Monday, March 26, 2012

Updated: Rest in Peace, Khalil Shaheed

By Rachel Swan
Mon, Mar 26, 2012 at 10:08 AM

We were deeply saddened to hear about the passing of local trumpeter Khalil Shaheed, who died Friday after a long battle with lung cancer. Raised in Chicago, Shaheed - who was born Tommy Hall - came to California in the Seventies, started gigging in the funk, Latin, and jazz scenes, and quickly consolidated his career as both a leader and sideman. Shaheed rechristened himself after converting to Islam in the Eighties; he also adopted a more ascetic lifestyle and began devoting himself wholeheartedly to community service. In 1994 he founded the music education program Oaktown Jazz Workshops, through which he taught kids how to improvise and perform in a live setting. The program endured for decades as Shaheed continued performing and hosting jam sessions at such now-defunct local clubs as Bluesville and First Stop (so named because it was the first stop in after the Amtrak station, he once told me). He also formed the Mo'Rockin' Project, a world music group that fused Moroccan styles with American jazz.


Khalil Shaheed
  • Khalil Shaheed

As recently as June of last year, Shaheed was planning the next chapter for Oaktown Jazz, having secured new digs at the old Tony Roma's in Jack London. Called Nadine's, the new venue promised to serve "jazz and juice" (literally, since it didn't have a liquor license), and add a youthful element to Oakland's newly-revitalized waterfront. It was the first time the after-school program had a permanent residence, and city leaders - including Jean Quan and Port Director Omar Benjamin - pledged resounding support.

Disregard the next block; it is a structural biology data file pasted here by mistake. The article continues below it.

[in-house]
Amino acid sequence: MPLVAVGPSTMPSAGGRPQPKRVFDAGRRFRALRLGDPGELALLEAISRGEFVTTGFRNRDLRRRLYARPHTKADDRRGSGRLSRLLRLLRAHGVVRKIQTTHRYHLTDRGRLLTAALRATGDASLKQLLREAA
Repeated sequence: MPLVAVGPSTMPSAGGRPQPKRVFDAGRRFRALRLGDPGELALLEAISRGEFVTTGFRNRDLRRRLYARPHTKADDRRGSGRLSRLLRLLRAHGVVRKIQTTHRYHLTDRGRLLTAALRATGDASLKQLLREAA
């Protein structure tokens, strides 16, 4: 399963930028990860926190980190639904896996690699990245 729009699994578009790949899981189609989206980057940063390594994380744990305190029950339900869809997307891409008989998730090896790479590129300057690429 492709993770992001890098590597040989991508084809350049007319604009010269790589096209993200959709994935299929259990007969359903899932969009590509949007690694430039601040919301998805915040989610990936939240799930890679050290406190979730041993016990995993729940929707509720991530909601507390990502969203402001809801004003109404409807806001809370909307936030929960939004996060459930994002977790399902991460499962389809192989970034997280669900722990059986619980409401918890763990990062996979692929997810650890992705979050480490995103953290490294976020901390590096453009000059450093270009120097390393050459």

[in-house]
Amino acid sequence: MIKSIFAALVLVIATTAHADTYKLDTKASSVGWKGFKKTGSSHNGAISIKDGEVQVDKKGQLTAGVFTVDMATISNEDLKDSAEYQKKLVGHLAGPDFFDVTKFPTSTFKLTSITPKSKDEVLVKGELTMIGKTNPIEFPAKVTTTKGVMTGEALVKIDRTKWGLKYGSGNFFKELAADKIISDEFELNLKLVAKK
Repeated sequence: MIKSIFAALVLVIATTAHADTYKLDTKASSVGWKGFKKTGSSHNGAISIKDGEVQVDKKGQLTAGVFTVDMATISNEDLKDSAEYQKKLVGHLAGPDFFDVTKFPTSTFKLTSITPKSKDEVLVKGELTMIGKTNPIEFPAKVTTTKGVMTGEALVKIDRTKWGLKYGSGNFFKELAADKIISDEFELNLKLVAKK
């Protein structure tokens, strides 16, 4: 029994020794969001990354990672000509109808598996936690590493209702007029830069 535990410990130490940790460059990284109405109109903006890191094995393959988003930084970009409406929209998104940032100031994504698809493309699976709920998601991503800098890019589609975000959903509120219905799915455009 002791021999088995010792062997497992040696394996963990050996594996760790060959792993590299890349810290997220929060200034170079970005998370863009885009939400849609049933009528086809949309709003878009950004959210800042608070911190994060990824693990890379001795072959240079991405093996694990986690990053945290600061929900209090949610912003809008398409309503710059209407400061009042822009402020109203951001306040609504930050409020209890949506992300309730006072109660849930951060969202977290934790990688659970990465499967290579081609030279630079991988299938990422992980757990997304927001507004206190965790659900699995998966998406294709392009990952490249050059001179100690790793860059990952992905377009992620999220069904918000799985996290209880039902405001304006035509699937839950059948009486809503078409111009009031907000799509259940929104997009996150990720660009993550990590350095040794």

Although Shaheed passed away shortly after the venue's genesis, it will be part of his vast legacy, and Oaktown Workshops will continue there under the direction of Ravi Abcarian. Shaheed will be mourned and missed by members of the jazz scene, and by Oakland at large. Percussionist John Santos wrote an encomium on Saturday in which he described Shaheed as "a wonderful friend, colleague, father, mentor and human being - a grand soul." Santos also noted, without exaggeration, that few people are as well-respected by multiple generations within a community.
Shaheed's family asked that donations be made to the trumpeter's non-profit, Oaktown Jazz Workshops, in lieu of flowers. (You can also send donations to P.O. Box 3568, Oakland, CA 94609). There will be a memorial celebration at Nadine's in April.

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